To the Editor:
I saw in a recent edition of the TD that the Walnut Ridge City Council will be deciding on the city’s 2021 budget during their upcoming December meeting. As distance prevents my attending this meeting in person, I would like to express my thoughts in the following letter to the people of Walnut Ridge.
As many readers may remember, the voters of College City and Walnut Ridge voted to consolidate their two cities in 2016. One of the municipal services that College City had previously provided – for several decades – was the mowing of Mt. Zion Cemetery on West Fulbright Avenue. Founded in 1875, by its 100th anniversary the cemetery had been abandoned: private citizens rallied to clear the undergrowth, and College City agreed to mow the cemetery as a public service, which it continued to do up until consolidation.
Unfortunately, after consolidation took effect in January 2017, Walnut Ridge’s upkeep of the cemetery diminished with each passing month. City employees mowed it on occasion, but mowed so infrequently that a neighbor had to personally weedeat around the headstones that summer, so as to prevent their being lost or damaged by errant blades. Since then, the city administration has gone so far as to deny municipal responsibility for the cemetery: Mayor Snapp declared in a January 8 email that “WR did not accept the responsibility of the cemetery as a City responsibility. We could not do that. That cemetery is not the only historic cemetery in town. We did say we would continue to help where we could.”
To be sure, since 2017 the city of Walnut Ridge has been a good neighbor to the cemetery, helping remove tree limbs after a severe storm and helping interested citizens get in touch with Casey’s General Store officials (the company thereafter kindly donated the former Higginbotham Funeral Home fence to the cemetery in 2018). Such exemplary acts deserve to be noted, and are genuinely appreciated! But, the city of Walnut Ridge was supposed to be more than a neighbor to Mt. Zion Cemetery – it was supposed to be a landlord. And it has been a negligent one at that.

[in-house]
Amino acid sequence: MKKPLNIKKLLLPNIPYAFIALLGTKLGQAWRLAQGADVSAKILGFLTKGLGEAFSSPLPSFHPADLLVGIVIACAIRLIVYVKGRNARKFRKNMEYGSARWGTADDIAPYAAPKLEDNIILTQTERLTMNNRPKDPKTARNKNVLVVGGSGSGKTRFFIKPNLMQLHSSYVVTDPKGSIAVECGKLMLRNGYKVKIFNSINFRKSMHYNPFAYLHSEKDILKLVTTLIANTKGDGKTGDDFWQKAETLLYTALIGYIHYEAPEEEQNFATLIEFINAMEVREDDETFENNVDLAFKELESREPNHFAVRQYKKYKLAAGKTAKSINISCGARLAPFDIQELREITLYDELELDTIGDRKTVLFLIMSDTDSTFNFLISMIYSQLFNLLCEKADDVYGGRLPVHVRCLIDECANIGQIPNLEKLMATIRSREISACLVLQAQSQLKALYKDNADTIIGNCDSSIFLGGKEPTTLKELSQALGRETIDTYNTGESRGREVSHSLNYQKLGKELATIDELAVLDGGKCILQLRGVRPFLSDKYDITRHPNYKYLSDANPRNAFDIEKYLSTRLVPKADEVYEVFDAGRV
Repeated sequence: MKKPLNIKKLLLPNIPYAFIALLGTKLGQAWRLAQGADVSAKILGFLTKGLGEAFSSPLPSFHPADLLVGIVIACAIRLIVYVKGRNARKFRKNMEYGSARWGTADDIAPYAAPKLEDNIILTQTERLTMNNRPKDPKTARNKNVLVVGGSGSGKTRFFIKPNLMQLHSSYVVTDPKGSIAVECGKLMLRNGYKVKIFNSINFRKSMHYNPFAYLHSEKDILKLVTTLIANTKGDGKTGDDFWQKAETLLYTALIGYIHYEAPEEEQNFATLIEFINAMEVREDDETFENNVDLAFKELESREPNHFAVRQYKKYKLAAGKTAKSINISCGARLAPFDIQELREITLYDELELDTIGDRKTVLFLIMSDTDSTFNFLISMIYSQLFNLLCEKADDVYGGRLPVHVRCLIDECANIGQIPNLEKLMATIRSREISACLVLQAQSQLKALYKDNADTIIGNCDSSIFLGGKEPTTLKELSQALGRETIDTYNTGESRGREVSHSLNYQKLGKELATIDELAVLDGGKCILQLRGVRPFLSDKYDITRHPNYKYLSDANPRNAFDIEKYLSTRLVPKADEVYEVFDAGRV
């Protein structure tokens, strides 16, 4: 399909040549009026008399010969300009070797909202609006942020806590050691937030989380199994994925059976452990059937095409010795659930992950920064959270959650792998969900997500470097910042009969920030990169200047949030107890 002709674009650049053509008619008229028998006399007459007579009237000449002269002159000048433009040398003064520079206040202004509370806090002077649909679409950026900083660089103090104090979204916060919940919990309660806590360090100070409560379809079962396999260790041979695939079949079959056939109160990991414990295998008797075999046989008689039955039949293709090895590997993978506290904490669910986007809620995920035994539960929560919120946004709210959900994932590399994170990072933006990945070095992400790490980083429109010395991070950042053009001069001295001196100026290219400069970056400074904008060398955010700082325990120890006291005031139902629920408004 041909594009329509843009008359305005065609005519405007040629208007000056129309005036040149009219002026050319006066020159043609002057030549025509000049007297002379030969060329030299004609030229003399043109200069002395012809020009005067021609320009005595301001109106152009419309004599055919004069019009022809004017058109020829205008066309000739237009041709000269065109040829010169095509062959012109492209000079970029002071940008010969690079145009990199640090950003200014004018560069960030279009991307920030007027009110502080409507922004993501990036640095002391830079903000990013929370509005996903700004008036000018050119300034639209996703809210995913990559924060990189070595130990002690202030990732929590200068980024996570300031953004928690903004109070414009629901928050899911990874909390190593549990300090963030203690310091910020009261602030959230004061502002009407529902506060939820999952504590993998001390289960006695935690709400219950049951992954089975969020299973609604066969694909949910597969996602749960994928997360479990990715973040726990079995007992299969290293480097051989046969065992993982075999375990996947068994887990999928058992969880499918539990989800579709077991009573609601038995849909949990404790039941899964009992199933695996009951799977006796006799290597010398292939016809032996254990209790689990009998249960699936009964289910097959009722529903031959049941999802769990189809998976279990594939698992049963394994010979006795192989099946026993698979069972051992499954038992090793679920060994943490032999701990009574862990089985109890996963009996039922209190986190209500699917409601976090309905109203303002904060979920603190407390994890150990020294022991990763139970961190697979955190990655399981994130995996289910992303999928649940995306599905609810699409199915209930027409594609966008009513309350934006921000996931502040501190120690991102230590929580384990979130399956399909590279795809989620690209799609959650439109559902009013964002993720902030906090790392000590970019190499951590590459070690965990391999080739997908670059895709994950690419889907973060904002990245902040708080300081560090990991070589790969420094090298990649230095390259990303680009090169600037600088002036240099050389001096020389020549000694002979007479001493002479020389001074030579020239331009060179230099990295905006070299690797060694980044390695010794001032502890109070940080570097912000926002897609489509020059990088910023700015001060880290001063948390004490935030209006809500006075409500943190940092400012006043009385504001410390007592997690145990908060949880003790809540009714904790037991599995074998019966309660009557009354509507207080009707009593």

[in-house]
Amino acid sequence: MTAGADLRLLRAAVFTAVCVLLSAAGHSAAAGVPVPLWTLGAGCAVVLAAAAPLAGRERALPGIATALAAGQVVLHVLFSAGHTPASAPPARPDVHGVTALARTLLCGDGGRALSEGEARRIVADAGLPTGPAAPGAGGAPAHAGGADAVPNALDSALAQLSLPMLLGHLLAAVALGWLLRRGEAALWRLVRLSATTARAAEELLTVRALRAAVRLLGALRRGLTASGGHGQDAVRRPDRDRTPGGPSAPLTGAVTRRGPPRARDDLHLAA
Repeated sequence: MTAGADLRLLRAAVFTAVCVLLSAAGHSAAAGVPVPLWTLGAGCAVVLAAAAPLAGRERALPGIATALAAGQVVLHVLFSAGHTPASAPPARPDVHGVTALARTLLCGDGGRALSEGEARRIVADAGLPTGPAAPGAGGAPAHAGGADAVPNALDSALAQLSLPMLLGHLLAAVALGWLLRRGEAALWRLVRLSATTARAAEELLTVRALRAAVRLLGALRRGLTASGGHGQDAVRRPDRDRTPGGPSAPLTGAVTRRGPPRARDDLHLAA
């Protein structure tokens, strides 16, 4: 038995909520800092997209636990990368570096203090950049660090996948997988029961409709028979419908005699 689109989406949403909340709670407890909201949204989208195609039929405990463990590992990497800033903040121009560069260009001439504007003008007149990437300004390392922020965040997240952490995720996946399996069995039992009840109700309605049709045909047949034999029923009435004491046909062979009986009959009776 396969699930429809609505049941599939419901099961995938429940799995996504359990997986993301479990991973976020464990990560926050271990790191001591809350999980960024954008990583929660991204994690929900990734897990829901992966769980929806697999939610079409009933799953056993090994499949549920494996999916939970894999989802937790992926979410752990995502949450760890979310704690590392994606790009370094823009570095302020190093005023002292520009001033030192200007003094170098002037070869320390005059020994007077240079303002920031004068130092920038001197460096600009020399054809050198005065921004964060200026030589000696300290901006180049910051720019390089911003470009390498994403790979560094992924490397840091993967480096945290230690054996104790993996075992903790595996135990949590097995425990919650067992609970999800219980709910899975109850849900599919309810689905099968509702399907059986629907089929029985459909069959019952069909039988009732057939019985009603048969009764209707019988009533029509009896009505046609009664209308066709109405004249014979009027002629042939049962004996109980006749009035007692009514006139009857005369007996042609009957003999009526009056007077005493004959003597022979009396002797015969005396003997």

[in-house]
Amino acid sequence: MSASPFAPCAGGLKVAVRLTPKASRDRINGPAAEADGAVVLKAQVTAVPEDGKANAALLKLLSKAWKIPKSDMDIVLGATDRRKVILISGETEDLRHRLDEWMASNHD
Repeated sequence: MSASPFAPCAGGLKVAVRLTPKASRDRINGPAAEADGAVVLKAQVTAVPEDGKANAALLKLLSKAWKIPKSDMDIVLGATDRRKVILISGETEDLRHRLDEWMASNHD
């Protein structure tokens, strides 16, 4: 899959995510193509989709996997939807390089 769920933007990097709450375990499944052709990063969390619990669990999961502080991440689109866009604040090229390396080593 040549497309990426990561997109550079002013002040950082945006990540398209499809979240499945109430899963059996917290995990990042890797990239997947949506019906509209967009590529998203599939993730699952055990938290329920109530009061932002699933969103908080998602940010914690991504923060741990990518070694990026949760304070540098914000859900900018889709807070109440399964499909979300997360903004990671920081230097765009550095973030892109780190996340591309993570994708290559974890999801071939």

In the long term a consolidated Walnut Ridge certainly has other matters to worry about besides cemetery upkeep – a city of 5,000 has obligations and needs that a city of 500 does not. But in the last four years, the city of Walnut Ridge has never formally deaccessioned its inherited responsibility for Mt. Zion Cemetery in a proper or responsible manner, and it should do so. Leading up to the consolidation election, to my knowledge Walnut Ridge never publicly disclosed that it would disown the cemetery upon consolidation – leading voters to assume that, like other services provided by College City, Mt. Zion Cemetery care would continue as before, or even improve thanks to the money saved elsewhere by eliminating redundant staff positions. And after consolidation, Walnut Ridge never spearheaded any effort to create a separate cemetery association for Mt. Zion that would take over that responsibility from the city.